2017 NJ Horizon Healthcare Services Inc., $1,100,000 3.7 million Settlement Loss of unencrypted laptop computers
2017 VT SAManage USA, Inc. $264,000 660 Settlement Spreadsheet indexed by search engines and PHI viewable
2017 NY CoPilot Provider Support Services, Inc $130,000 221,178 Settlement Delayed breach notification
2015 NY University of Rochester Medical Center $15,000 3,403 Settlement List of patients provided to nurse who took it to a new employer
2015 CT Hartford Hospital/ EMC Corporation $90,000 8,883 Settlement Theft of unencrypted laptop containing PHI
2014 MA Women & Infants Hospital of Rhode Island $150,000 12,000 Settlement Loss of backup tapes containing PHI
2014 MA Boston Children’s Hospital $40,000 2,159 Settlement Loss of laptop containing PHI
2014 MA Beth Israel Deaconess Medical Center $100,000 3,796 Settlement Loss of laptop containing PHI
2013 MA Goldthwait Associates $140,000 67,000 Settlement Improper disposal
2012 MN Accretive Health $2,500,000 24,000 Settlement Mishandling of PHI
2012 MA South Shore Hospital $750,000 800,000 Settlement Loss of backup tapes containing PHI
2011 VT Health Net Inc. $55,000 1,500,000 Settlement Loss of unencrypted hard drive/delayed breach notifications
2011 IN WellPoint Inc. $100,000 32,000 Settlement Failure to report breach in a reasonable timeframe
2010 CT Health Net Inc. $250,000 1,500,000 Settlement Loss of unencrypted hard drive/delayed breach notifications

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2018 HIPAA Changes and Enforcement Outlook

Are there likely to be major 2018 HIPAA changes? What does this year have in store in terms of new HIPAA regulations? OCR Director Roger Severino has hinted there could be some 2018 HIPAA changes and that HIPAA enforcement in 2018 is unlikely to slowdown.

Are Major 2018 HIPAA Changes Likely?

The Trump administration has made it clear that there should be a decrease rather than an increase in regulation in the United States. In January 2017, Trump signed an executive order calling for a reduction in regulation, which was seen to be hampering America’s economic growth. At the time Trump said, “If there’s a new regulation, they have to knock out two. But it goes far beyond that, we’re cutting regulations massively for small business and for large business.”

While Trump was not specifically referring to healthcare, it is clear we are currently in a period of deregulation. Trump’s words were recently echoed by Severino at the HIMSS conference who confirmed the HSS understands deregulation in some areas is required before further regulations can be introduced.

Therefore, there are unlikely to be major 2018 HIPAA changes, at lease not in terms of increased regulation. What is more likely is an easing of the administrative burden on healthcare organizations in 2018.

OCR is currently reviewing existing HIPAA regulations to determine whether all aspects of HIPAA Rules are still relevant and if there are any areas where the administrative burden on healthcare organizations can be eased. OCR is looking at the benefit of various provisions of HIPAA and whether those benefits outweigh the costs.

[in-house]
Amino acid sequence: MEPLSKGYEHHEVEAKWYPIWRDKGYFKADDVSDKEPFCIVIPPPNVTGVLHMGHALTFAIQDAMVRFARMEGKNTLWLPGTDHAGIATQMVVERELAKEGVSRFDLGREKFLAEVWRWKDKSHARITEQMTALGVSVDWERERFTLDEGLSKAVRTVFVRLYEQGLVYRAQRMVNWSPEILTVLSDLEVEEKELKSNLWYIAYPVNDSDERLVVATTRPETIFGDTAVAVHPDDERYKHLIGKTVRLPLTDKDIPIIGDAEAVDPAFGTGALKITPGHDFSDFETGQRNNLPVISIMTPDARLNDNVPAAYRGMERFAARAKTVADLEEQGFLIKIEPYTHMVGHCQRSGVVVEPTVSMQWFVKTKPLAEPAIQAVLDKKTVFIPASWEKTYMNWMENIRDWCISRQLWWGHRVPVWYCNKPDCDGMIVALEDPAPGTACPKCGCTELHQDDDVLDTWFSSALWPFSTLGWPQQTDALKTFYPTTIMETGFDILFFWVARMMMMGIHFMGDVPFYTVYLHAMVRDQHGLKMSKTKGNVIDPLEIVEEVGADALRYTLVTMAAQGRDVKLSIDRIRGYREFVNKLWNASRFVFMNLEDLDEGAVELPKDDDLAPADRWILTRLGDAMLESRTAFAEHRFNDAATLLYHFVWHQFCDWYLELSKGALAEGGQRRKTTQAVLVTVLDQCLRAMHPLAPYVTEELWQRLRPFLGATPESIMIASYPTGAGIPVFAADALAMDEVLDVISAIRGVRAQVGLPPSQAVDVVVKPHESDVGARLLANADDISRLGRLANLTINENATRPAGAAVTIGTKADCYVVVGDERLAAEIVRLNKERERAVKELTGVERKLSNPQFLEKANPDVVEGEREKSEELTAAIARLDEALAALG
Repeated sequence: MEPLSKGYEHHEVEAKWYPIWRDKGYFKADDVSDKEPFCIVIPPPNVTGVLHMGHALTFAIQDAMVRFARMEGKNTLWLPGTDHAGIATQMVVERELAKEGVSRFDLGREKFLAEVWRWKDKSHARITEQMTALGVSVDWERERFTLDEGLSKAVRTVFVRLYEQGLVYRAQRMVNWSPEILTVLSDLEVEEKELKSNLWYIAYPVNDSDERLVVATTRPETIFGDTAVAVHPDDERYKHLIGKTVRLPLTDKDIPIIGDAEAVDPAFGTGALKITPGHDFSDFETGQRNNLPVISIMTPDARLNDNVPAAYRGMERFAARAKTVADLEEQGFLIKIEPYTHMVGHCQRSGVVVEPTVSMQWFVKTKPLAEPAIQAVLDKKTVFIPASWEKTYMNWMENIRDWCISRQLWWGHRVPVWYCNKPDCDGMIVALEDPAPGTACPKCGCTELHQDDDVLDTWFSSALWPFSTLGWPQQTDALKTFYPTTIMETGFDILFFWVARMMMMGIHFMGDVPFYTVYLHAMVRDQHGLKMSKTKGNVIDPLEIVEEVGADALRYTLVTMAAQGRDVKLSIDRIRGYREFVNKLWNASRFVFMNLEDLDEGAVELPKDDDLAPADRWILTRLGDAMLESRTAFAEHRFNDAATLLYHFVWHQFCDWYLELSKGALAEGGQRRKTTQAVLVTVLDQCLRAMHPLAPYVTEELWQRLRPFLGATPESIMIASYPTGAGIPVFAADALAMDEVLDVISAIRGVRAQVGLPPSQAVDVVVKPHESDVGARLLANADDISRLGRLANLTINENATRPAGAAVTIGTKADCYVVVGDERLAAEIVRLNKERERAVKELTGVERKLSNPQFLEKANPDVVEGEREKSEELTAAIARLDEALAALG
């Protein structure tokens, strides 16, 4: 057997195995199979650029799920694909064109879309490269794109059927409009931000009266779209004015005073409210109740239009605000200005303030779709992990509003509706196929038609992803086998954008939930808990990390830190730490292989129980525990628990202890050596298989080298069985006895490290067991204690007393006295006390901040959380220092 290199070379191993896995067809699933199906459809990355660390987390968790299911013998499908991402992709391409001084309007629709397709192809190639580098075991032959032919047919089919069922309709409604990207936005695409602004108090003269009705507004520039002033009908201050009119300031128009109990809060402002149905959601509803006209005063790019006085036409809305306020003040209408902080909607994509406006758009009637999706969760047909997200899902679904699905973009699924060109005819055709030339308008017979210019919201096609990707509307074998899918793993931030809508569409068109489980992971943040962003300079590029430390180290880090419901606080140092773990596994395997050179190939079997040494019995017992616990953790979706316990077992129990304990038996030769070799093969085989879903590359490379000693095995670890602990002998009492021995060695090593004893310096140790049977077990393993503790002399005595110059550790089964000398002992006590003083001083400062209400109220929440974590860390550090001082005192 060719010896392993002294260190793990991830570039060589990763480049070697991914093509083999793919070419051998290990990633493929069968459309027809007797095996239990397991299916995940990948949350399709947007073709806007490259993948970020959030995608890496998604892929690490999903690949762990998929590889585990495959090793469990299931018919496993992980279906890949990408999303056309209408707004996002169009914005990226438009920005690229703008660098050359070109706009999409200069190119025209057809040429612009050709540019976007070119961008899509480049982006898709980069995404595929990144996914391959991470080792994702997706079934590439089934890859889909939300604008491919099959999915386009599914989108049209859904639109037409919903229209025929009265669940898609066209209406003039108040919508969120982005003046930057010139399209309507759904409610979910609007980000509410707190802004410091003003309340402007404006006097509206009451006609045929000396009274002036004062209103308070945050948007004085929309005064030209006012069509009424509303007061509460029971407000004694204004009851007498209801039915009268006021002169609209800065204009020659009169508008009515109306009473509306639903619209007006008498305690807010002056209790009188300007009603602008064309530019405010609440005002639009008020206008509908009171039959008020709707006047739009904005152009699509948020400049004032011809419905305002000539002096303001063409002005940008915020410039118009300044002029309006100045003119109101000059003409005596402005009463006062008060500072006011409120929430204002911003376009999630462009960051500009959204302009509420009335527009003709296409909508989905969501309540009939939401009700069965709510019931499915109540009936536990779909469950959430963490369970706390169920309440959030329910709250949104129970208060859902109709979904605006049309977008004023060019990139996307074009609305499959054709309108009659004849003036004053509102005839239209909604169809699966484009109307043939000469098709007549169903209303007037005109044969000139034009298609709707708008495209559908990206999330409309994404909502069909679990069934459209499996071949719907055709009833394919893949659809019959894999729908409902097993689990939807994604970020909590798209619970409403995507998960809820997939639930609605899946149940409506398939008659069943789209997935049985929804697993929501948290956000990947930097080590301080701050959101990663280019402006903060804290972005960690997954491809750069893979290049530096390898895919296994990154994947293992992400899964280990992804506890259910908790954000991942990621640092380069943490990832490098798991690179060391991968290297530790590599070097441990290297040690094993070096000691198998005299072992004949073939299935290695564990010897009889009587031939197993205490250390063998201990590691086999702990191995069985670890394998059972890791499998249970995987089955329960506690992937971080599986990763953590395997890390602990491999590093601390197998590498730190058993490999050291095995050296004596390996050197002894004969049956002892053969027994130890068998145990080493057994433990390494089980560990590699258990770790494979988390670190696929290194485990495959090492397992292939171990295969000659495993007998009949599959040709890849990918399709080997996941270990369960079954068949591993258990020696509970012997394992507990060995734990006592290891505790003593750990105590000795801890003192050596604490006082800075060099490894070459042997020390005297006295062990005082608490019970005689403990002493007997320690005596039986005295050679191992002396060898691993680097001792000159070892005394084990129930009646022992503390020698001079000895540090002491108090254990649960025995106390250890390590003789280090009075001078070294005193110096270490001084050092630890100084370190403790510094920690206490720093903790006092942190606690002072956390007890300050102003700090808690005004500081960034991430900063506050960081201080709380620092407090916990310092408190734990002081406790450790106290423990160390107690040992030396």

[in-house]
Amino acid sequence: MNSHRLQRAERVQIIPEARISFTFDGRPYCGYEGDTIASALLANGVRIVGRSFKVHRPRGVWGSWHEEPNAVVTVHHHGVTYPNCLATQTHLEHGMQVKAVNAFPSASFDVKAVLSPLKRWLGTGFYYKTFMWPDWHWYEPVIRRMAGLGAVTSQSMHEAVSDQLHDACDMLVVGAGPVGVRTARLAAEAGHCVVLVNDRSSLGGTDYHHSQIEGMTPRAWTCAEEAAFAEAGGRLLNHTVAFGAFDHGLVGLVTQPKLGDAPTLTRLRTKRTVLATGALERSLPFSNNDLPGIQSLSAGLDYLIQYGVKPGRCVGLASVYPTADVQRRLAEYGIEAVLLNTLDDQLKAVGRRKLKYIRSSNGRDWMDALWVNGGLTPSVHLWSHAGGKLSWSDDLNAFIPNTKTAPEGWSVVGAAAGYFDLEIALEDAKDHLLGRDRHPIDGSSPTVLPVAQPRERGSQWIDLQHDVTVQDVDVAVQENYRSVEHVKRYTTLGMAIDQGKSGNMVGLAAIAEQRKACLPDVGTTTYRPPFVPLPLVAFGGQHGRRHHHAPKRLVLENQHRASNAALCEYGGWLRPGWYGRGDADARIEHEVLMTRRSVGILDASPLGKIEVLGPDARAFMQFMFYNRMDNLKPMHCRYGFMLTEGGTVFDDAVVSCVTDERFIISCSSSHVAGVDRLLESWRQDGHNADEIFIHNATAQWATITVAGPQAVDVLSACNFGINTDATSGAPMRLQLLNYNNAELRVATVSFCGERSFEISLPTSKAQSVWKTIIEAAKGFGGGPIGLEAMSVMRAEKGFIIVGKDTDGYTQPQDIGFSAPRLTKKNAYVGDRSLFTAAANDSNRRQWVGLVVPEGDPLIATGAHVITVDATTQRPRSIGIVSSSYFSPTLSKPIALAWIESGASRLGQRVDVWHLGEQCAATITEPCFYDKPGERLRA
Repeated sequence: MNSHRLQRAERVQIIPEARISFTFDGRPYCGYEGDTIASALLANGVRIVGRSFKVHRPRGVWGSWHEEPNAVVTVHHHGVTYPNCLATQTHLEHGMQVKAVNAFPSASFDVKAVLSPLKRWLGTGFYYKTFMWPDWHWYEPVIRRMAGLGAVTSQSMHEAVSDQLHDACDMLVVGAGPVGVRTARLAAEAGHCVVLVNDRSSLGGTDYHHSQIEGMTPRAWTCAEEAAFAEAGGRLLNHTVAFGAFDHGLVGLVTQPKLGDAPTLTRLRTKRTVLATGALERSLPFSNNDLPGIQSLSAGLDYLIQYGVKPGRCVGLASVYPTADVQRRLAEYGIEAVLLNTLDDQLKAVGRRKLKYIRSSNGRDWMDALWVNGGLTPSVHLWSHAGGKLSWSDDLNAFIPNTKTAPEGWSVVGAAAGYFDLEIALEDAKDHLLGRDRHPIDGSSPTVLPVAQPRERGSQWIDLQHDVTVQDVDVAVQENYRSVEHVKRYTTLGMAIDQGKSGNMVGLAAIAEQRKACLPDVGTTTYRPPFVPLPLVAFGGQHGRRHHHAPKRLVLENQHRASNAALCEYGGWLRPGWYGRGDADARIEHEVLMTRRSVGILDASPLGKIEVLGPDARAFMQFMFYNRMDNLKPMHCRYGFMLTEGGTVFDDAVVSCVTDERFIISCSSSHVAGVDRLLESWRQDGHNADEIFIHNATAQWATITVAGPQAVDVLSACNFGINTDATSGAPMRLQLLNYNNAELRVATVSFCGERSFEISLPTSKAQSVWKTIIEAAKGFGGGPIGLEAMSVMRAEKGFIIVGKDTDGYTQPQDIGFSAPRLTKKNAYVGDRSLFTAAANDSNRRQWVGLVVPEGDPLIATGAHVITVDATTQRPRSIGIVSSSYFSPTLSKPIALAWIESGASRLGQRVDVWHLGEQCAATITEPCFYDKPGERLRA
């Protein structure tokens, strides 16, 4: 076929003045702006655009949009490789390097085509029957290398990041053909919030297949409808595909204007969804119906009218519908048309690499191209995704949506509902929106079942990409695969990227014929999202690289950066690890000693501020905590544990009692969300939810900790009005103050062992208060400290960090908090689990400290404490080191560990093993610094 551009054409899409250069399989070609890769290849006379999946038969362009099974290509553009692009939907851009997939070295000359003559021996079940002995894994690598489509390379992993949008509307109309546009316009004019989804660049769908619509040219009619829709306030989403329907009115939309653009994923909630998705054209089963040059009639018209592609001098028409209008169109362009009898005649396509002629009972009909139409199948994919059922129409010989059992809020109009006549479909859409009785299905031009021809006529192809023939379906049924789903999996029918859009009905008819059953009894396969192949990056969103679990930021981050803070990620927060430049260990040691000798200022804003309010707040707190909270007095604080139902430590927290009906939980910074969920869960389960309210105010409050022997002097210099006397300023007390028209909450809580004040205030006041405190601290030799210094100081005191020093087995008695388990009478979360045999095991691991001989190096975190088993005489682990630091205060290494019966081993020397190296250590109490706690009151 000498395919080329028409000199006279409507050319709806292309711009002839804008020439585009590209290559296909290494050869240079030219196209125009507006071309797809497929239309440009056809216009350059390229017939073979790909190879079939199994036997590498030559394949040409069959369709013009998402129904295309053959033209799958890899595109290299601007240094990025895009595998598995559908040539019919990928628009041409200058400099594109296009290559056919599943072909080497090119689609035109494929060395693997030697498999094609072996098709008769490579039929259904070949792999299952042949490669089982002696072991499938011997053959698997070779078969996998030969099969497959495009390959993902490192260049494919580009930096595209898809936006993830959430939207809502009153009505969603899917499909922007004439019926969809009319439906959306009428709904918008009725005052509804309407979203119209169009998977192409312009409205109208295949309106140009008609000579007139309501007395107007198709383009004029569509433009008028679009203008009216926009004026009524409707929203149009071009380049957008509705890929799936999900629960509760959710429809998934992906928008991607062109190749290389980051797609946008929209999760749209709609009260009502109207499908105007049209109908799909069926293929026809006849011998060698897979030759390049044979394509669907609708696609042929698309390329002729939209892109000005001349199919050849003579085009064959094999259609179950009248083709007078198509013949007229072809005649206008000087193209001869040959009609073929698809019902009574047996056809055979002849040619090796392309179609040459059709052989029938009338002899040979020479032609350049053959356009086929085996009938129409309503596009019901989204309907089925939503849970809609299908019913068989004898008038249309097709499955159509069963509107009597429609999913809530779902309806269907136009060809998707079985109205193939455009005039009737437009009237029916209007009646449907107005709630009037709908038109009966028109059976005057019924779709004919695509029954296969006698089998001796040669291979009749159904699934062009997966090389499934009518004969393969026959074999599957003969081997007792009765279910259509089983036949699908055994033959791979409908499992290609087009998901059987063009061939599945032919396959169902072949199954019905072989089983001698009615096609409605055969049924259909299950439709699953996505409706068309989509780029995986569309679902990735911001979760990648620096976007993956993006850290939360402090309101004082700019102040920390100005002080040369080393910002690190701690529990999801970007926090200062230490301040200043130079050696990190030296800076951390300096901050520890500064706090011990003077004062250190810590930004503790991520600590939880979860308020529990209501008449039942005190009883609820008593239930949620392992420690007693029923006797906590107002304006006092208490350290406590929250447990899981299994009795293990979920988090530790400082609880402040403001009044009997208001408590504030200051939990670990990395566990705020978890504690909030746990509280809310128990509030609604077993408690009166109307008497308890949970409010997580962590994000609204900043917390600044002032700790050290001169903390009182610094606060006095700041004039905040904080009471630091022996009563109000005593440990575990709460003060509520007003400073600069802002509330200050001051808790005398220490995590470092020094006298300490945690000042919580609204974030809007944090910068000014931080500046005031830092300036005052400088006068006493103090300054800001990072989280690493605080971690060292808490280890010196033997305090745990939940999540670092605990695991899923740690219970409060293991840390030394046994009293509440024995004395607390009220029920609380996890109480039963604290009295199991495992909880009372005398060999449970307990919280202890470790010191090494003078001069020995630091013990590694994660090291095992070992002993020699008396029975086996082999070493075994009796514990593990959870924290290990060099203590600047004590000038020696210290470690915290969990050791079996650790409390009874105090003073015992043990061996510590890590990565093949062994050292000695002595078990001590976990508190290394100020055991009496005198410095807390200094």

The HHS has said its goals are “reducing the burden of compliance” and “streamlining its regulations,” while promoting “meaningful information sharing”.

2018 HIPAA changes could make life simpler for many healthcare organizations as the HHS attempts to minimize duplication and burdensome requirements and eliminate outdated restrictions and obsolete regulations.

HIPAA Enforcement in 2018

In 2016 there was a significant increase in HIPAA enforcement activities by OCR with more settlements reached with covered entities and business associates than any other year since the HIPAA Enforcement Rule was signed into law. In 2016 there were 12 settlements and one civil monetary penalty issued and 2017 HIPAA settlements were well above average levels, with 9 settlements and one civil monetary penalty. So, what can we expect for HIPAA enforcement in 2018?

At HIMSS 2018, Roger Severino gave a presentation on HIPAA compliance, enforcement, and policy updates from the Office for Civil Rights and made it clear OCR will continue to pursue settlements with HIPAA covered entities for egregious violations of HIPAA Rules. Severino said OCR still has the same enforcement mindset and that there will be “no slowdown in our enforcement efforts,” and “we’re still looking for big, juicy, egregious cases.” That does not necessarily mean large healthcare organizations. OCR treats potential HIPAA violations on a case by case basis, and smaller healthcare organizations may similarly be punished if they are discovered to have violated HIPAA Rules.

Severino said OCR does not want to fine healthcare organizations for violating HIPAA Rules and wants the settlements to reduce, but for that to happen, healthcare organizations must improve their compliance programs. 2018 HIPAA enforcement is likely to continue to see financial penalties issued for common HIPAA violations such as the failure to conduct regular risk assessments.  Already, 2018 has seen two settlements announced. A $100,000 penalty for Filefax, Inc., and a $3,500,000 settlement with Fresenius Medical Care North America. Time will tell if this was a blip or if that pace will be maintained throughout the year.

OCR is not the only enforcer of HIPAA Rules. State attorneys general can also issue fines for HIPAA violations, and the New York AG has been active in this area in recent weeks, fining EmblemHealth $575,000 in March and Aetna $1,150,000 in January. Further financial settlements are likely to be pursued in NY and other states to resolve HIPAA violations and privacy and security-related breaches of state laws.

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HIPAA Social Media Rules

HIPAA was enacted several years before social media networks such as Facebook were launched, so there are no specific HIPAA social media rules; however, there are HIPAA laws and standards that apply to social media use by healthcare organizations and their employees. Healthcare organizations must therefore implement a HIPAA social media policy to reduce the risk of privacy violations.